A family is sitting down around the rarely used dining room table for a holiday meal. Everyone is in their semi-finest attire. The table is set beautifully including a huge turkey with all the “fixings”. Dad has the remote to the television beside him in the big chair at the head of the table so no one can turn on and watch TV during diner. This is family time.
Dad also has a proud look on his face as he carves the turkey with his custom wooden handled carving knife. After each slice he takes a sip from his favorite mug his kids gave him from his last birthday. His wife sits at his right eating from the only china plate she owns passed down from her mother. The two kids have their places marked at the table by monogrammed napkins with their name on them. The dad has made it clear that there will be no junk food or electronics at the table.
The oldest child asks to use the dad’s carving knife and he reluctantly lets him. Diner begins and the family starts to eat. About that time the father has an important call. Ignoring his own rule he takes the call and steps into another room.
After the lengthy call the father steps back into the room to what can only be described as mild pandemonium. He sees:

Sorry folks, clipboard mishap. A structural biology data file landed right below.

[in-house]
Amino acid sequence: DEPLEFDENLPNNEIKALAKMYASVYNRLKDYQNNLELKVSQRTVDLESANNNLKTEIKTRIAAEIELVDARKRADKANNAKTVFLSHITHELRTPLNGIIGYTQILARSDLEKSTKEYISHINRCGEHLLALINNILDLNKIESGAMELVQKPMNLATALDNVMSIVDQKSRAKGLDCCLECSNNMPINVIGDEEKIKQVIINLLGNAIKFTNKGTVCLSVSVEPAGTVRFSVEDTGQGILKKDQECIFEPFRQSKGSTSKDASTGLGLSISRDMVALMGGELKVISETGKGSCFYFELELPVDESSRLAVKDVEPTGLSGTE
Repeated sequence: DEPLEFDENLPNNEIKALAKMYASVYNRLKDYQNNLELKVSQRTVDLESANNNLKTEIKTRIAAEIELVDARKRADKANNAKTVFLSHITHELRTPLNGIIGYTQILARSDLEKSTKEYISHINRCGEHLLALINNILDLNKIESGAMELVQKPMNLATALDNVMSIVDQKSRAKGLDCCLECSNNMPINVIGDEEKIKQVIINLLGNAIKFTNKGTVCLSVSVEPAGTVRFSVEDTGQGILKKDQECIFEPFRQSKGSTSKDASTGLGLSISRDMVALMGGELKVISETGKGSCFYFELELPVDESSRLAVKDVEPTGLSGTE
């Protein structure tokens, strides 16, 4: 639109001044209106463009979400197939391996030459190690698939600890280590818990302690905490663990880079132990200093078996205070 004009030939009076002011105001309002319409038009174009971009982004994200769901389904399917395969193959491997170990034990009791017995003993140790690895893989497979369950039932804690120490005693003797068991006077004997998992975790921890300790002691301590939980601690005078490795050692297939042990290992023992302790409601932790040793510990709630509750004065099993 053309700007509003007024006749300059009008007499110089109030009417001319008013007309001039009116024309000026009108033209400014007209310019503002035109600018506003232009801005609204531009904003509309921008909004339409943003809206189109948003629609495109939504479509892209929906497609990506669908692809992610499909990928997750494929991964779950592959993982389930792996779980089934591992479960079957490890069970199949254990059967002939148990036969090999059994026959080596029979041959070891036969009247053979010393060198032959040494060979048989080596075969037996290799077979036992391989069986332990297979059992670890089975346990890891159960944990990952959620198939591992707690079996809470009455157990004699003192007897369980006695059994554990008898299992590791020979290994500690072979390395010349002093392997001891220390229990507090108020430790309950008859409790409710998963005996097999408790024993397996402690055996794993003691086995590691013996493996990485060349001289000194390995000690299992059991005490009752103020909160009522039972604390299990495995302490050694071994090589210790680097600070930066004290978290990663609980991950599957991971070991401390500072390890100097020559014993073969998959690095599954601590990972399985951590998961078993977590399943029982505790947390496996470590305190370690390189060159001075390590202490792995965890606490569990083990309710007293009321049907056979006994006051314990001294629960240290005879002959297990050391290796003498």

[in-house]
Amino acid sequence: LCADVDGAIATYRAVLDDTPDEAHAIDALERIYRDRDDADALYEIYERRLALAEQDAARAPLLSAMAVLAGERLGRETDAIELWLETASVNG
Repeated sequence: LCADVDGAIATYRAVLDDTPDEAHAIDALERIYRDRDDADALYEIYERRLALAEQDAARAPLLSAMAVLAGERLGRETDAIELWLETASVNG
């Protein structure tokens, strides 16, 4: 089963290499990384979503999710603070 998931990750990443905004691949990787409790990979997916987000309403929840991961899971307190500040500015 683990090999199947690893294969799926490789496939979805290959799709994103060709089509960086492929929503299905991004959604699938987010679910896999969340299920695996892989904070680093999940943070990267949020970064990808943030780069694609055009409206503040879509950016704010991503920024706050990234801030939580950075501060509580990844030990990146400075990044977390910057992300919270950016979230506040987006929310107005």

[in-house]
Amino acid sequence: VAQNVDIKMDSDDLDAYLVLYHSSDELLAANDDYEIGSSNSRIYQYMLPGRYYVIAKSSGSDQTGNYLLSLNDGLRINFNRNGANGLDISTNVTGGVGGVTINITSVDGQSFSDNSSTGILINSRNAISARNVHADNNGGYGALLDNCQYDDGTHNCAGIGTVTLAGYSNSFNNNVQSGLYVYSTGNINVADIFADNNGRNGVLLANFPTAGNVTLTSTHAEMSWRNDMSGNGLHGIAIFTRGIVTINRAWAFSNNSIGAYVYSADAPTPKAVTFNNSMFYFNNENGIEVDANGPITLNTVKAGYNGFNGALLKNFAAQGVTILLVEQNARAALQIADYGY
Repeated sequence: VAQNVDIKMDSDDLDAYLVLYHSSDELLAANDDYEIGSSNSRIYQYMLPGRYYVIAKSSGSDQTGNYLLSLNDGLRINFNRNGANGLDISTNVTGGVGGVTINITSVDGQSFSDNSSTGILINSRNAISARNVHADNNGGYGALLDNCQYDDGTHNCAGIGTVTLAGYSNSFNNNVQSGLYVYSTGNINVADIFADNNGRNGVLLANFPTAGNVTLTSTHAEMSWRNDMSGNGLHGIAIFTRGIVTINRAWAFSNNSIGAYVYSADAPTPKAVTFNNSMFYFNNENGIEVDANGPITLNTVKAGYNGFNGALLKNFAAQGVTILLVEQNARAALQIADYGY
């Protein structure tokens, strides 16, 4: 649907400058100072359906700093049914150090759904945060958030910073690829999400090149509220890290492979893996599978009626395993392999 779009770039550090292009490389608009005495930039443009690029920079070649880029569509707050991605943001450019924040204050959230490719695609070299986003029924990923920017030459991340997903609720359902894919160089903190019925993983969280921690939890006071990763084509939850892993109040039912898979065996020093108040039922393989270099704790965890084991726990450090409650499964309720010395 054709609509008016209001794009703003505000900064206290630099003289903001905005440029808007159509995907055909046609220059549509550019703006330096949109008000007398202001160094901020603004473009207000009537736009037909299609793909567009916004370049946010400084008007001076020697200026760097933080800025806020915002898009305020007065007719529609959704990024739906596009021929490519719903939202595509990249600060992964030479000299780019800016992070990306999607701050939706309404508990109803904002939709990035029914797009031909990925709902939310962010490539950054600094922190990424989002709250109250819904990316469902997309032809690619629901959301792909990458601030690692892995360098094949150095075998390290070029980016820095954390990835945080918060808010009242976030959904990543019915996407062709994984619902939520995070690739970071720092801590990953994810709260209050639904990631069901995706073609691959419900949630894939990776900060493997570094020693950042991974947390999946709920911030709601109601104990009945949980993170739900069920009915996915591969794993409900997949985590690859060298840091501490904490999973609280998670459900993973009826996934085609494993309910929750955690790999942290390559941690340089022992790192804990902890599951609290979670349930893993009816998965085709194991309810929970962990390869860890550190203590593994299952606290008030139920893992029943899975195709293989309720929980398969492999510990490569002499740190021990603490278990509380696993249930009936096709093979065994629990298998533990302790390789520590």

- the turkey is untouched
- a half-eaten bag of Cheetos are on the middle of the table
- the kids have orange fingertips
- the baby is gnawing on the monogrammed napkins
- mom’s china plate isn’t in sight
- the carving knife is in the floor
- the television is playing cartoons
- the oldest child is playing on the laptop
- the other child is sitting in dad’s big chair drinking out of his mug
- and mom has her face in her hands obviously tired and frustrated of no one listening to her instructions
This scenario plays out every day but in the workplace. The leadership starts to be a little lax in his duties and stops looking at the little things and the next thing you know, authority has slipped from his fingers and been distributed either to one or multiple people.
As a leader if you find this has happened, you have to reset the table. With family, employees, children, even your spouse you have to set boundaries and roles. Going slow and trying to coax the leadership back into your grasp may not be enough and may take too long. Man up and reset the table back to the proper way, the way you originally intended.